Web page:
9 Ways You’re Doing MFA All Wrong

As we witnessed in the MGM attack recently, you may have MFA setup correctly, but it may not be effective as you think in securing your account.

MFA is a great way to dramatically increase the security and protections of your accounts, but it’s not an end-all-be-all by any means and is subject to misconfigurations, which is up there in the top 3 vulnerability categories in information security.

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1.💬Having MFA Codes Sent To Your Phone via SMS

Sending MFA codes is not considered secure, and has not been for some time. Don’t believe me, see someone in security with longer hair than me or NIST itself.

Phones can be subject to sim-swapping attacks, where someone can literally take your phone number.

💡 Personal Security Tip: Call your phone provider and add a PIN to prevent unauthorized changes to your account.

  • Utilize PUSH MFA instead (see below)

2.📝 Failing to Educate Employees on MFA Best Practices

Even with a robust MFA system in place, its effectiveness can be diminished if employees are not properly trained on how to use it correctly.

MFA Fatigue is a real thing! People will still click YES when notified either accidentally, or haphazardly because they’re so busy doing something else. (Modern day woes)

Providing comprehensive and continued training and education on MFA best practices can help employees understand the importance of MFA and how to use it securely.

3.🗝️Not Using Hardware / FIDO2 Keys for Admins or Key Personnel

FIDO2 is now integrated in many modern operating systems which just increases the capability for the use of the secure technology. You can also distribute hardware keys like yubikeys, but make sure you have a fallback/reset plan.

4.🔒 Neglecting Regular MFA Audits and Updates

MFA is not a set-it-and-forget-it solution. Regularly auditing and updating your MFA methods is crucial to stay ahead of emerging threats. Conducting audits can help identify vulnerabilities and ensure that your MFA setup remains effective and secure.

5.🤳🏼Giving Out One-Time Codes Via Phone Calls

At least it should not be the norm and be easy to do. Build a super strong authentication and alerting mechanism in such case and make it impossible to do for critical access areas or employees with privileged access.

  • Use the phone number on file to call back the person

    • Not if the number has been changed recently (should be a log or indicator saying when it was changed)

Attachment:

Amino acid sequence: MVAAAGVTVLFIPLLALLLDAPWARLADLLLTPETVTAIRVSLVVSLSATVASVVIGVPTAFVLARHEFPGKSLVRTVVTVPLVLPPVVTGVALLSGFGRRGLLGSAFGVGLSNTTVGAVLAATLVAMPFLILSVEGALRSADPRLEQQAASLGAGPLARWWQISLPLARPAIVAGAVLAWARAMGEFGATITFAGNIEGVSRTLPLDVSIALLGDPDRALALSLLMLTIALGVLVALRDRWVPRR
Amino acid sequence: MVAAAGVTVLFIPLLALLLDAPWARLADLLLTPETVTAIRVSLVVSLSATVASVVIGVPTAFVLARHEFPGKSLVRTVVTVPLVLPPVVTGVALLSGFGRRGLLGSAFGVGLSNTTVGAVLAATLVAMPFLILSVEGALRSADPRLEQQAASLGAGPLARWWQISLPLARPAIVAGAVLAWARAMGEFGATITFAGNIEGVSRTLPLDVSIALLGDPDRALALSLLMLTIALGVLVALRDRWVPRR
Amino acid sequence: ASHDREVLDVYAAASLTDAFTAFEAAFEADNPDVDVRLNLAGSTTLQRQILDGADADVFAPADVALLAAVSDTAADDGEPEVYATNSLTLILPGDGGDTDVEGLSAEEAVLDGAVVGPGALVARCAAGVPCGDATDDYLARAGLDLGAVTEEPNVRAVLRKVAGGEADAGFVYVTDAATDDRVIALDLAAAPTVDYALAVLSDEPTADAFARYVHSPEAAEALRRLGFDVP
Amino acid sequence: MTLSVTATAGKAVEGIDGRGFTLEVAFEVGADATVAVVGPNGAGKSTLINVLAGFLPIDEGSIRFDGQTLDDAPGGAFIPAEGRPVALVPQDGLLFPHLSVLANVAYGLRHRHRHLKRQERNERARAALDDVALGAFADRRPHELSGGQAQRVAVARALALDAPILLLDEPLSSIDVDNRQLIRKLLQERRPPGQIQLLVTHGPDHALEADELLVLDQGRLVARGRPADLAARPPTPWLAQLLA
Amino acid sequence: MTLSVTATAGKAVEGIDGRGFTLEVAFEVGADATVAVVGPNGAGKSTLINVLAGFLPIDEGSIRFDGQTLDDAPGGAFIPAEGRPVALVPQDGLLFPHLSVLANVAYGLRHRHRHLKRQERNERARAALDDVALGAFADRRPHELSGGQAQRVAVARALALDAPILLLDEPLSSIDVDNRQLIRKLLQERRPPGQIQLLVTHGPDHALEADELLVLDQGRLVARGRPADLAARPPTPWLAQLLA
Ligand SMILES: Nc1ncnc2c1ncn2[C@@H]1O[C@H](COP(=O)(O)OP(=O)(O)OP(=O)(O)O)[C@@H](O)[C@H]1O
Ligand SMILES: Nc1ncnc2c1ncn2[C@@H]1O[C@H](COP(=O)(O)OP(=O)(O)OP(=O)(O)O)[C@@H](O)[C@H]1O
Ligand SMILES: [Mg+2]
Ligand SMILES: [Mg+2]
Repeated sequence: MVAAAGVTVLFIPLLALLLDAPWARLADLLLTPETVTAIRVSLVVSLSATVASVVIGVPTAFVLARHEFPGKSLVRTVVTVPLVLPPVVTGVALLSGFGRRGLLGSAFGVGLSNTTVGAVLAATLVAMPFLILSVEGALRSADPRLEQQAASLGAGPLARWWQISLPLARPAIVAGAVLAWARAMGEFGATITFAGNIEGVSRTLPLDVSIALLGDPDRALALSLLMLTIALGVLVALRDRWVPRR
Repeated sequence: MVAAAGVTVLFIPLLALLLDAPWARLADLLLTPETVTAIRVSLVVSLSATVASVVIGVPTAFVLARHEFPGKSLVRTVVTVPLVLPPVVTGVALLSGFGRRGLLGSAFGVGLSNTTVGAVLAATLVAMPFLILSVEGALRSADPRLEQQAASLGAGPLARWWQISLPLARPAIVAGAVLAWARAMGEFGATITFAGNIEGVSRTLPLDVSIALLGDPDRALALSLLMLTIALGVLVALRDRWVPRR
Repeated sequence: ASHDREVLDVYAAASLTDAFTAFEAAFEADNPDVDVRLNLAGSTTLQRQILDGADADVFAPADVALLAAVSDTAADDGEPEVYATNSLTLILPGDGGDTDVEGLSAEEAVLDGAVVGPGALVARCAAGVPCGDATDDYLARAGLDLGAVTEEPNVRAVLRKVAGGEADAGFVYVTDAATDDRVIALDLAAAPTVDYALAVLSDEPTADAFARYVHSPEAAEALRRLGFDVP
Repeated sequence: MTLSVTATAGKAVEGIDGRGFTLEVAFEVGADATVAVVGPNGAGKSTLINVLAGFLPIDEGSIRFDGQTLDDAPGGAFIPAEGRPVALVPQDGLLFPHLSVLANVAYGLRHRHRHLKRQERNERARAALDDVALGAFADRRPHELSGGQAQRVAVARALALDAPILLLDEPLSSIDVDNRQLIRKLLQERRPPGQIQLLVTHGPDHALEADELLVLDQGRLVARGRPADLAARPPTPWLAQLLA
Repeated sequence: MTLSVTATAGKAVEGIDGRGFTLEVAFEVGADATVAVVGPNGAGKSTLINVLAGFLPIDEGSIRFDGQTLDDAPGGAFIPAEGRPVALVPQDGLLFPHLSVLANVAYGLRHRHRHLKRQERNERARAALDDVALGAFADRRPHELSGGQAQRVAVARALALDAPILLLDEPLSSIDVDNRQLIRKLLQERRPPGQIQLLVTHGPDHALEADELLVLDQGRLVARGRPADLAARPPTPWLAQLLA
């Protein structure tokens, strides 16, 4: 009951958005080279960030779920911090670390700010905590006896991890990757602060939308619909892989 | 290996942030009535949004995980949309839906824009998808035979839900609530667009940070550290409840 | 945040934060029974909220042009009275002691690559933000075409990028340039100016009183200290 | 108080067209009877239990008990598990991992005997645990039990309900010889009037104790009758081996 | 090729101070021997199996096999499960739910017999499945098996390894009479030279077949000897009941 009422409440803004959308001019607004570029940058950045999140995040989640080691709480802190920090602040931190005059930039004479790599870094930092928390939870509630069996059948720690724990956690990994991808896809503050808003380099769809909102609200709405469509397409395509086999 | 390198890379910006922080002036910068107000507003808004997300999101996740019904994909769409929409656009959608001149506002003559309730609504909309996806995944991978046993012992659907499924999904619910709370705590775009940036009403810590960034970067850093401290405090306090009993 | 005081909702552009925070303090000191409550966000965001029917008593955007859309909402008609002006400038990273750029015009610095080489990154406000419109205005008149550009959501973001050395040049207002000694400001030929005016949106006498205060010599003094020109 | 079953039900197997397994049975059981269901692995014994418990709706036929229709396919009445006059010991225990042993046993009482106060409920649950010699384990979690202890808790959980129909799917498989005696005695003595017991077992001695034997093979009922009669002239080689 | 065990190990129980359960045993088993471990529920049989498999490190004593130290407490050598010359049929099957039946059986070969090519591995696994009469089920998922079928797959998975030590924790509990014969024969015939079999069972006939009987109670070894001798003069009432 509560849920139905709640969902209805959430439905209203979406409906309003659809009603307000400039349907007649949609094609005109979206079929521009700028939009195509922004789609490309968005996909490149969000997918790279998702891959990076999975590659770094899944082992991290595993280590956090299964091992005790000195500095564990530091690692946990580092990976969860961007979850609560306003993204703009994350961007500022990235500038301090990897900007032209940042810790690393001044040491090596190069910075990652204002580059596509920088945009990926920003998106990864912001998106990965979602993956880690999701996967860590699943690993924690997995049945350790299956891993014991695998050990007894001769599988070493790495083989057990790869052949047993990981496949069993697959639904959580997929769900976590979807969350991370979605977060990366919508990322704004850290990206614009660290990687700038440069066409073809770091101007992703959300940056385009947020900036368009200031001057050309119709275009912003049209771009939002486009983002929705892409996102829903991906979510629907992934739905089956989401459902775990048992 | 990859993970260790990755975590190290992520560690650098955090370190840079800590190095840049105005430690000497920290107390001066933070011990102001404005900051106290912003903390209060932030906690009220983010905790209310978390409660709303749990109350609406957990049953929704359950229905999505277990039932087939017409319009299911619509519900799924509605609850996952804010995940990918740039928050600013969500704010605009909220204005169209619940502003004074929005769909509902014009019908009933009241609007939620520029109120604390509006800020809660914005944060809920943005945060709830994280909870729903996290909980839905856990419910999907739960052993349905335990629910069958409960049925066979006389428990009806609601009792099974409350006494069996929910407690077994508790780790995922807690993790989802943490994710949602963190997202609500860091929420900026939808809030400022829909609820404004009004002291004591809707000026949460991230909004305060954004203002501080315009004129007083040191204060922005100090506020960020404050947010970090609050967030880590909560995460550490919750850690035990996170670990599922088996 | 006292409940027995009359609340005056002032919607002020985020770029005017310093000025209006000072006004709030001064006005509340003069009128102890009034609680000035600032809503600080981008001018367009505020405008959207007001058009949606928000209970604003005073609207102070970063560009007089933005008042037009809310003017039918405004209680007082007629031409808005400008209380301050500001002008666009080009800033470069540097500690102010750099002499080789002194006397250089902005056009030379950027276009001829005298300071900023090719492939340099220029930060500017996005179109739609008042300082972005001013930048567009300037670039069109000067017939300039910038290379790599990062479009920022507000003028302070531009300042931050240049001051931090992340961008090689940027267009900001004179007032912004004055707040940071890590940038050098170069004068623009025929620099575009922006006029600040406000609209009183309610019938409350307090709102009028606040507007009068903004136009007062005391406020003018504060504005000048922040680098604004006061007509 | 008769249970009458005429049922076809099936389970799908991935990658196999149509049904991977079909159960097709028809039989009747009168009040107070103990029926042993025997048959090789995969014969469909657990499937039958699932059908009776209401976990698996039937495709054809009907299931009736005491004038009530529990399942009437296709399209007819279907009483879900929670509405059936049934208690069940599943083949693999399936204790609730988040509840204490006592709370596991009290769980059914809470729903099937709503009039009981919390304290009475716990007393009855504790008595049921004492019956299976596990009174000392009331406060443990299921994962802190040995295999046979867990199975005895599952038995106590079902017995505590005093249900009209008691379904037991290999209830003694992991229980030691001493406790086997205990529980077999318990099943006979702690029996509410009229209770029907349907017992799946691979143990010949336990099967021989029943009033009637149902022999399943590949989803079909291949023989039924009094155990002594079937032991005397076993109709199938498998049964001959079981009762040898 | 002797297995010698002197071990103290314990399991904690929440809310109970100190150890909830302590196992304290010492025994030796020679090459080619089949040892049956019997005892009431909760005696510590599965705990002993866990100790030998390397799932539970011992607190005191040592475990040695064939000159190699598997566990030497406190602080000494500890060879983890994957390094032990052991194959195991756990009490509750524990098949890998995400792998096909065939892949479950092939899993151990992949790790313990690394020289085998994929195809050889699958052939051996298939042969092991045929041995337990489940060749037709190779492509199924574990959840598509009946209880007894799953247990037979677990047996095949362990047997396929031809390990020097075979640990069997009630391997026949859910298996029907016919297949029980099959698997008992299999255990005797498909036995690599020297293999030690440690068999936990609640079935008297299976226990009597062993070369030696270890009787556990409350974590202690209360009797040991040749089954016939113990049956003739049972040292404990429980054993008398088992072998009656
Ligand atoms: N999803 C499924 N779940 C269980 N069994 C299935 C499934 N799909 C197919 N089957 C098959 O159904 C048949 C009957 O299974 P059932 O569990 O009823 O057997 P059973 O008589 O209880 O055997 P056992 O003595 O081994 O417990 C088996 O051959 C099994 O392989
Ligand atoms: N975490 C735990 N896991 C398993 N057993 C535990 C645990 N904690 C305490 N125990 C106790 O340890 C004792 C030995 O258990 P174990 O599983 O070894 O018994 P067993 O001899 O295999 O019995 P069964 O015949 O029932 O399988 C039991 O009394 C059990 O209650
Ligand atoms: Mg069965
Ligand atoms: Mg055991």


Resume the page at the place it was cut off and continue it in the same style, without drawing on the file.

• Create a robust authentication system that asks for information only that employee would know

Using a separate directory altogether for privileged access/users would help a ton here!

6.♻️ Allowing TOTP Codes To Be Re-Used

Did you know that many providers actually allow codes to be re-used within the 30 second time frame.

As per RFC 2638 (the TOTP spec), it’s not supposed to be.

The verifier MUST NOT accept the second attempt of the OTP after the successful validation has been issued for the first OTP, which ensures one-time only use of an OTP.

Hello, can you say “one-time” altogether please? 

Of course, for convenience purposes companies have been a little lax and allowed codes to be re-used.

For the best security, make codes truly single use.

7.🌩️ Backing Up To The Cloud Insecurely

Did you know that Google Authentication now allows auth codes to be backed up to the cloud? Have you considered which cloud account these codes are being sent to?

If they’re being backed up to an employees personal account, and they don’t have strong authentication, then it really defeats the purpose of MFA (kind of a chicken or egg question).

  • Ask users not to enable backups and/or enforce the use of your own app for MFA

8.📲 Not Using Push Notifications ONLY

Many times people enforce MFA on their users, but they still allow them to use SMS! The best way to get rid of all this headache is to enforce push notifications using a directory app that you own. Not only will this reduce your attack surface area, but also it will ensure that the right users are provisioned to your MFA.

9. 📬Sharing One-Time Backup Codes Via Email

Yes, I’ve seen this! Don’t do this. These recovery codes are super important and should be locked in your password manager. (You’re using a password manager right?😅)

Sensitive data should never be sent via email.😬

Think about it this way, if an attacker gets access to the person who sent the email to employees during onboarding, they now have access to ALL Employees one-time codes in their sent email!!


As you can see, just enabling MFA is not as simple as you think. As with any security configuration, it must be done with thought and proportional to your threat landscape. Running an threat modeling exercise within your company will help you make an informed decision on the right size security for your environment and business.

📖Additional Useful Resources

Here are some related resources that may be helpful on your MFA journey:

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